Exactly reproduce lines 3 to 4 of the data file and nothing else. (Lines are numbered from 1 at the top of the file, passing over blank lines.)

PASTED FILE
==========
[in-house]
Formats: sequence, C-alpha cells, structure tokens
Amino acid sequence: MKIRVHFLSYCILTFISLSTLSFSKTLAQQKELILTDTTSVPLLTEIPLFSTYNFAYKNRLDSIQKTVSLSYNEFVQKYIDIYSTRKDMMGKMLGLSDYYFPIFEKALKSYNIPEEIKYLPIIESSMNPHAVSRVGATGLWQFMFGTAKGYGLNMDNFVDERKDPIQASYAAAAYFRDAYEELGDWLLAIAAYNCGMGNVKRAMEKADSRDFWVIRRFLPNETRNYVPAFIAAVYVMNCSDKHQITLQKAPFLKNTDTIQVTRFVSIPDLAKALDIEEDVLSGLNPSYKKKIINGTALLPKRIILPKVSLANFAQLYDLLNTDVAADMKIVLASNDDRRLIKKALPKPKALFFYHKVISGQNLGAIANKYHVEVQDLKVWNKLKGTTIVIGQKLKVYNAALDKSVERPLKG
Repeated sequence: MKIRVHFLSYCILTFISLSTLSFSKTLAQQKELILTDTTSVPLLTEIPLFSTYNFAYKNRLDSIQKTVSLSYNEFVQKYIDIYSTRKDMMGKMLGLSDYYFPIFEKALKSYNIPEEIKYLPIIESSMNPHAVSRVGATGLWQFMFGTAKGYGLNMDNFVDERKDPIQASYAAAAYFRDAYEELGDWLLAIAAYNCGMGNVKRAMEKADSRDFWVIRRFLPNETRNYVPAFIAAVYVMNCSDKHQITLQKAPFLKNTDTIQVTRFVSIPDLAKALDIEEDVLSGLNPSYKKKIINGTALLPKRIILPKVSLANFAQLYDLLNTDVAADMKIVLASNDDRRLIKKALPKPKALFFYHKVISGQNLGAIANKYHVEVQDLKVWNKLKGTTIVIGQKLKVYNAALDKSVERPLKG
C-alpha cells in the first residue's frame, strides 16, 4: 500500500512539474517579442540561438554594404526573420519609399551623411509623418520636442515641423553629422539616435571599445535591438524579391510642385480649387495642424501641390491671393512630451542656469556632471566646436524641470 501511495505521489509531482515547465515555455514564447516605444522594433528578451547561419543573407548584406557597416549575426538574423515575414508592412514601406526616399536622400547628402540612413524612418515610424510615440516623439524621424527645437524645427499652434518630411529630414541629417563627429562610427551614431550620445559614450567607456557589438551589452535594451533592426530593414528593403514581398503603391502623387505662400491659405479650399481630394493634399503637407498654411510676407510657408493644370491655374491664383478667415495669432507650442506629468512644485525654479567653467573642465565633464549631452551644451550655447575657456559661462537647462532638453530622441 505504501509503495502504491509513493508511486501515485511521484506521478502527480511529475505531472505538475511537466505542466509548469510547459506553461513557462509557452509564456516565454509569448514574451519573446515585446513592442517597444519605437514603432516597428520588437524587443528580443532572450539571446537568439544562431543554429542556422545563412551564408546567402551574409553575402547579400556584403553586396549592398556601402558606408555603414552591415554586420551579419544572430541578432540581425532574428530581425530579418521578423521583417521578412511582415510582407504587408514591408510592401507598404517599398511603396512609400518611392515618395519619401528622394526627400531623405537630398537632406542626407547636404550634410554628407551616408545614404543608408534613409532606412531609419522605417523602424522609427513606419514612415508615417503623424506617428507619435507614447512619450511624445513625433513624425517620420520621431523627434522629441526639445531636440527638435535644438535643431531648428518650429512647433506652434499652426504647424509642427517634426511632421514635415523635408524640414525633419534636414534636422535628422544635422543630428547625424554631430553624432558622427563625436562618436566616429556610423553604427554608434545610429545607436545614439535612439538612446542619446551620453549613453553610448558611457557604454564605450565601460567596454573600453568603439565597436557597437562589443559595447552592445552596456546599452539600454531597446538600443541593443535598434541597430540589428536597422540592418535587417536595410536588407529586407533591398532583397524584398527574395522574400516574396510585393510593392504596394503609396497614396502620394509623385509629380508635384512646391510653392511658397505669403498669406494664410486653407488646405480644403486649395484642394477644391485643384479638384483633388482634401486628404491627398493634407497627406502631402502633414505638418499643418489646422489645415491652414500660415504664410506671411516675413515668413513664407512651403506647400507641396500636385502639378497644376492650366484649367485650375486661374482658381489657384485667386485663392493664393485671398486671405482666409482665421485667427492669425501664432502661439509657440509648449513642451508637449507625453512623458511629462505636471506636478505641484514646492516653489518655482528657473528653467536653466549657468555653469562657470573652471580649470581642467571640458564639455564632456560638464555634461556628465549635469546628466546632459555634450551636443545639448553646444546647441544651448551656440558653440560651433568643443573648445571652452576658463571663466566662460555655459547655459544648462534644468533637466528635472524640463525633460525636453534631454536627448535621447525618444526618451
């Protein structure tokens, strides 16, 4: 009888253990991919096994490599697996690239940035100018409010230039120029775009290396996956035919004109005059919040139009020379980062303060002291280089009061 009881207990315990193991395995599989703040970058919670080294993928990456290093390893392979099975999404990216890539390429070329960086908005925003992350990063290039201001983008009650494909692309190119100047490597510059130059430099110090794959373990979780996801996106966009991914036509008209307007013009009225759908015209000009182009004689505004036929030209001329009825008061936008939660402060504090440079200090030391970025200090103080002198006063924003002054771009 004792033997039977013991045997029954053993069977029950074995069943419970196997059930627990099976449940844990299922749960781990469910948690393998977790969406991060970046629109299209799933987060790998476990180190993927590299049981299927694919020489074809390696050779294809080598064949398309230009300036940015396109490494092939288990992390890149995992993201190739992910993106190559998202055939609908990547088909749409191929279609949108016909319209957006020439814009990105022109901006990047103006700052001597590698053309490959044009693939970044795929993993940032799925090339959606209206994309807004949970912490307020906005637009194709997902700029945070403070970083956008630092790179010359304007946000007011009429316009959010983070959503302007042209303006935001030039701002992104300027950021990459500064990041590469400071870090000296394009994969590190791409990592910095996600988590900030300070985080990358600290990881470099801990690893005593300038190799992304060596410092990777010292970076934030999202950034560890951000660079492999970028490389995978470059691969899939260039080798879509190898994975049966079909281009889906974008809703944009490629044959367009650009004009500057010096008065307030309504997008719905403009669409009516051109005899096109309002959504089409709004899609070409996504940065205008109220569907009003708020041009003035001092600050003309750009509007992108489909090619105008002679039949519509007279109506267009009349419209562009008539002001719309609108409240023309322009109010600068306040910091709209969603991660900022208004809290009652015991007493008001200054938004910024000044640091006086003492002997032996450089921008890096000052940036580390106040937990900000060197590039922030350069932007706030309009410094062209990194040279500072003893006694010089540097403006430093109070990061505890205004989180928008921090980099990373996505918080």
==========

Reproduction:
Amino acid sequence: MKIRVHFLSYCILTFISLSTLSFSKTLAQQKELILTDTTSVPLLTEIPLFSTYNFAYKNRLDSIQKTVSLSYNEFVQKYIDIYSTRKDMMGKMLGLSDYYFPIFEKALKSYNIPEEIKYLPIIESSMNPHAVSRVGATGLWQFMFGTAKGYGLNMDNFVDERKDPIQASYAAAAYFRDAYEELGDWLLAIAAYNCGMGNVKRAMEKADSRDFWVIRRFLPNETRNYVPAFIAAVYVMNCSDKHQITLQKAPFLKNTDTIQVTRFVSIPDLAKALDIEEDVLSGLNPSYKKKIINGTALLPKRIILPKVSLANFAQLYDLLNTDVAADMKIVLASNDDRRLIKKALPKPKALFFYHKVISGQNLGAIANKYHVEVQDLKVWNKLKGTTIVIGQKLKVYNAALDKSVERPLKG
Repeated sequence: MKIRVHFLSYCILTFISLSTLSFSKTLAQQKELILTDTTSVPLLTEIPLFSTYNFAYKNRLDSIQKTVSLSYNEFVQKYIDIYSTRKDMMGKMLGLSDYYFPIFEKALKSYNIPEEIKYLPIIESSMNPHAVSRVGATGLWQFMFGTAKGYGLNMDNFVDERKDPIQASYAAAAYFRDAYEELGDWLLAIAAYNCGMGNVKRAMEKADSRDFWVIRRFLPNETRNYVPAFIAAVYVMNCSDKHQITLQKAPFLKNTDTIQVTRFVSIPDLAKALDIEEDVLSGLNPSYKKKIINGTALLPKRIILPKVSLANFAQLYDLLNTDVAADMKIVLASNDDRRLIKKALPKPKALFFYHKVISGQNLGAIANKYHVEVQDLKVWNKLKGTTIVIGQKLKVYNAALDKSVERPLKG